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Pompeo confirms death of Al Qaeda second-in-command in Tehran last August

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Secretary of State Mike Pompeo on Tuesday for the first time confirmed the death of Al Qaeda’s number two, who in August was gunned down on a street in Iran’s capital Tehran, and claimed that the country is allowing the terrorist group to operate there.

On November 14, The New York Times reported that Israeli agents carried out August 7 assassination of Abdullah Ahmed Abdullah, also known as Abu Muhammad al-Masri, for the United States. He sat on the FBI’s Most Wanted Terrorist list and had been indicted for U.S. embassy bombings in Kenya and Tanzania in 1998. Iran denied that the Al Qaeda leader was killed in Tehran, saying there wasn’t “any presence” of the terrorist group’s operatives in their country.

It was at the beginning of his Tuesday speech at the National Press Club in Washington, D.C. that Pompeo publicly confirmed the death of Abdullah, however, he didn’t say who was behind the assassination.

“Today, I can confirm for the first time his death on August 7th of last year,” the top U.S. diplomat said.

Pompeo then pointed to Abdullah’s presence in Iran as indication of a wider Al Qaeda presence in the country.

“Al Qaeda has a new home base: it is the Islamic Republic of Iran,” he claimed. “We ignore this Iran-Al Qaeda nexus at our own peril.”

The secretary of state also said the U.S. now believes Iran is shielding Al Qaeda by giving the group more freedom of movement and letting it establish an operational headquarters. He said this has given the group new time and resources to fundraise and plan new attacks.

“Al-Qaeda now has time, because they’re inside Iran they have money,” Pompeo asserted. “They now have new tools for terror.”

“Iran decided to allow al Qaeda to establish a new operational headquarters, on the condition that Al Qaeda operatives inside abide by the regime’s rules governing Al Qaeda’s stay inside the country,” Pompeo also claimed.

He alleged that the country’s ministry of intelligence and security as well as other agencies have supplied “safe havens and logistical support,” such as ID cards and passports, that facilitate Al Qaeda activity. “As a result of this assistance, Al Qaeda has centralized its leadership inside Tehran,” he said.

In response to Pompeo’s remarks, Iranian Foreign Minister Javid Zarif denied the claims the top U.S. diplomat made.

“From designating Cuba to fictitious Iran ‘declassifications’ and AQ claims, Mr. ‘we lie, cheat, steal’ is pathetically ending his disastrous career with more warmongering lies,” Zarif tweeted Tuesday.

“No one is fooled. All 9/11 terrorists came from @SecPompeo’s favorite ME destinations; NONE from Iran,” the foreign minister also claimed.

Pompeo’s speech comes about a week before President-elect Joe Biden takes the oath of office. The departing Secretary of State and others in the Trump administration have vocalized their opposition to Biden’s plans to reenter nuclear talks with Iran.

You can follow Douglas Braff on Twitter @Douglas_P_Braff.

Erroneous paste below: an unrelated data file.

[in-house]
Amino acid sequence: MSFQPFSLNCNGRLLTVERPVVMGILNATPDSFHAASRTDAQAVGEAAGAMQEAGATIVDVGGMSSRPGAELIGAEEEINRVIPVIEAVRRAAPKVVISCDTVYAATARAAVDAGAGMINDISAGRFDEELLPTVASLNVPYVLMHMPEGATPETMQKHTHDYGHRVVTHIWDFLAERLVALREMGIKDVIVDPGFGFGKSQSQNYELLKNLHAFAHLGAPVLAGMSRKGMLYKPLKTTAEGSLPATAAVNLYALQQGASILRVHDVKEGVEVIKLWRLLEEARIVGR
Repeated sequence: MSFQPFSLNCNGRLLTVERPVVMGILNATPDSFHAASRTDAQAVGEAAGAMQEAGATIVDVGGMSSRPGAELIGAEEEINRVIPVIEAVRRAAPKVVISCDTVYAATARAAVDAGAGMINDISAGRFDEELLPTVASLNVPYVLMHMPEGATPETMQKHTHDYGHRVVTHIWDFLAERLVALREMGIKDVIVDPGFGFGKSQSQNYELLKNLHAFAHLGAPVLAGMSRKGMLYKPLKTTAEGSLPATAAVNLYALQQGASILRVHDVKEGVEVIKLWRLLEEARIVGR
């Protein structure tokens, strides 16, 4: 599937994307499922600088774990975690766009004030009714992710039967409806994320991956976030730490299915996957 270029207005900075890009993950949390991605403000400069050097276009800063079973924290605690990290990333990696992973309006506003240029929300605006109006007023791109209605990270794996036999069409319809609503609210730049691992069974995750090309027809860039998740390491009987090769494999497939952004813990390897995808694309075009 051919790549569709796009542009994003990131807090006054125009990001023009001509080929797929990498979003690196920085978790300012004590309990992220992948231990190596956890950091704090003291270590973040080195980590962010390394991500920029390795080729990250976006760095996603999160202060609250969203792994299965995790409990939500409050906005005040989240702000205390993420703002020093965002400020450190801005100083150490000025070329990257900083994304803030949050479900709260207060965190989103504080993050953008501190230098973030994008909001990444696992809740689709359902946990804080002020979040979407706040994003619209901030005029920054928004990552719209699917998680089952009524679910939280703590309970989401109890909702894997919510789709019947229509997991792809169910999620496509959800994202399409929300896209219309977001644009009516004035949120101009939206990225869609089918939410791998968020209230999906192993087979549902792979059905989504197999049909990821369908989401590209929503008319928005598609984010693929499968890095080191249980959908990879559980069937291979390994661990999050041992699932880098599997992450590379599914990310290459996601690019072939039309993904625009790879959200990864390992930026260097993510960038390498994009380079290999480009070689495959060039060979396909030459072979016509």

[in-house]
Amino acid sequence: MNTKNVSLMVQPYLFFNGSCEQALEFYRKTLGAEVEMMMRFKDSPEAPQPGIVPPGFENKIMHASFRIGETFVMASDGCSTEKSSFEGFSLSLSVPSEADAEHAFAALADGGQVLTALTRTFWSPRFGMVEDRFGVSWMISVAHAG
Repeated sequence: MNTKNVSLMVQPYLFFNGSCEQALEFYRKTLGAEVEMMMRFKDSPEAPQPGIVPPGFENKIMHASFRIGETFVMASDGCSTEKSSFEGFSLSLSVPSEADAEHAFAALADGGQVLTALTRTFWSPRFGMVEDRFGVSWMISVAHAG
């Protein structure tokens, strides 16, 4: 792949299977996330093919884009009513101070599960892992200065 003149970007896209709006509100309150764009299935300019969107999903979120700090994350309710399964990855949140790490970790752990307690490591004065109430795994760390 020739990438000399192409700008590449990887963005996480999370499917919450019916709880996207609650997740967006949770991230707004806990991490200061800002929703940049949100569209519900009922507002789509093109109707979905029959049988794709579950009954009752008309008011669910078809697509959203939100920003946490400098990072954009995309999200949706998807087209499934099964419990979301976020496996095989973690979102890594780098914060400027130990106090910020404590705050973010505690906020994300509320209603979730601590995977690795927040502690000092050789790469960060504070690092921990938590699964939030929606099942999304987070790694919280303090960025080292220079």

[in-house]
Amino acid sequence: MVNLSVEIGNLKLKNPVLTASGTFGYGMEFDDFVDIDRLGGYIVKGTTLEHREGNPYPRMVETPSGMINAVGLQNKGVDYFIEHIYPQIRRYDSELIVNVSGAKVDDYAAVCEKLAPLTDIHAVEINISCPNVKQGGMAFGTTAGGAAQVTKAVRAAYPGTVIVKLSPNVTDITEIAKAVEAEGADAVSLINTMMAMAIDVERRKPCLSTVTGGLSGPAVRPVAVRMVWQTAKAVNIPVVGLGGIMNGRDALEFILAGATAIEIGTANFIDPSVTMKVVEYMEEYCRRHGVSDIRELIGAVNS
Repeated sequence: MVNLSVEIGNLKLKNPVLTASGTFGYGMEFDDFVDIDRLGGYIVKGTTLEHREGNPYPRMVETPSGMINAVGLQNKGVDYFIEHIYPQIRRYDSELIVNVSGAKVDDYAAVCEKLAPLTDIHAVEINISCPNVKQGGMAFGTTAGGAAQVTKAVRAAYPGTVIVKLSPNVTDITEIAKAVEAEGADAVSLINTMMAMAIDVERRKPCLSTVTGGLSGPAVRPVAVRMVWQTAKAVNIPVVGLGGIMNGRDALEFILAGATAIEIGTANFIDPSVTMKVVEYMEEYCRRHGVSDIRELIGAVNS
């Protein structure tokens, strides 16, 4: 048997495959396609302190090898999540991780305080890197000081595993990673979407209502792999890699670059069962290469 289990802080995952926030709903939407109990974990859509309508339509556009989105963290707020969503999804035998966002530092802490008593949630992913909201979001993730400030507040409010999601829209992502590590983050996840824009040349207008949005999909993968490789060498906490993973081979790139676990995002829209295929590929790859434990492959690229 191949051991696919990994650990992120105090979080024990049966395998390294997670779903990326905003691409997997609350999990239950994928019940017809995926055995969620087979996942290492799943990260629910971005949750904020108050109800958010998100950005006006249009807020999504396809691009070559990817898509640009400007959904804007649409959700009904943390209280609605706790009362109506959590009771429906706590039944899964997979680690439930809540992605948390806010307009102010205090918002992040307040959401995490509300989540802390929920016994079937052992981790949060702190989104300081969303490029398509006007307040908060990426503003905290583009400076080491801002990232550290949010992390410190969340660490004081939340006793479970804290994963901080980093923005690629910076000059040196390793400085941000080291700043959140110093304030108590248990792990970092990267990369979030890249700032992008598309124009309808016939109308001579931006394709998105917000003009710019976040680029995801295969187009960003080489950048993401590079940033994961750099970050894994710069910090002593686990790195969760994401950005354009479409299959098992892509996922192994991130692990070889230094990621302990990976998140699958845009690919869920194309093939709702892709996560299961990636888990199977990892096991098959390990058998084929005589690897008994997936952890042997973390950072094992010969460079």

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Trump: Tanks to Ukraine could escalate to use of ‘NUKES’

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Former President Donald Trump stated bluntly on Truth Social,  “FIRST COME THE TANKS, THEN COME THE NUKES. Get this crazy war ended, NOW. So easy to do!”

Trump was referring to the escalation of war in Ukraine. He, like many other commentators and lawmakers, are warning that the decision to continue sending weapons – and now tanks – could potentially lead to the use of “nuclear weapons.”

It’s mission creep and it’s dangerous, they say.

Why? Because Russian President Valdimir Putin has indicated in two different speeches that he would use nuclear weapons to defend Russia, if needed. Those warnings are not just bluster but a very real possibility.

And the escalation of war is visible.

Russia launched 55 missiles strikes across Ukraine Thursday, leaving 11 dead. The strikes come one day after the United States and Germany agreed to send tanks to Ukraine in an effort to aide the country. 47 of the 55 missiles were shot down according to Ukraine’s Air Force command.

Eleven lives were lost and another 11 were injured additionally leaving 35 buildings damaged in the wake of the attacks. According to The New York Times, Denys Shmyhal, said in a post on Telegram. “The main goal is energy facilities, providing Ukrainians with light and heat,” he said.

Ukraine is now demanding that they need F-16 fighter jets. In a post on twitter Ukrainian lawmaker, Oleksiy Goncharenko said, “Missiles again over Ukraine. We need F16.”

The US has abstained from sending advanced jets in the chances that a volatile decision could foster more dangerous attacks like former President Trump’s post on Truth referred to. If the US did authorize the decision to lend Ukraine the F-16 jets Netherlands’ foreign minister, Wopke Hoekstra, would be willing to supply them. According to The New York Times, Hoekstra told Dutch lawmakers, “We are open-minded… There are no taboos.”

F-16 fighter jets are complex to work on, they are not the average aircraft that can be learned in a matter of weeks. It can take months for pilots to learn how to fly these birds. European and US officials have the concern that Ukrainian forces could potentially use the jets to fly into Russian airspace and launch attacks on Russian soil.

Western allies are trying to avoid such a provocation, because that could lead to nuclear warfare in reference to what Putin has said he would do to defend his country.

 

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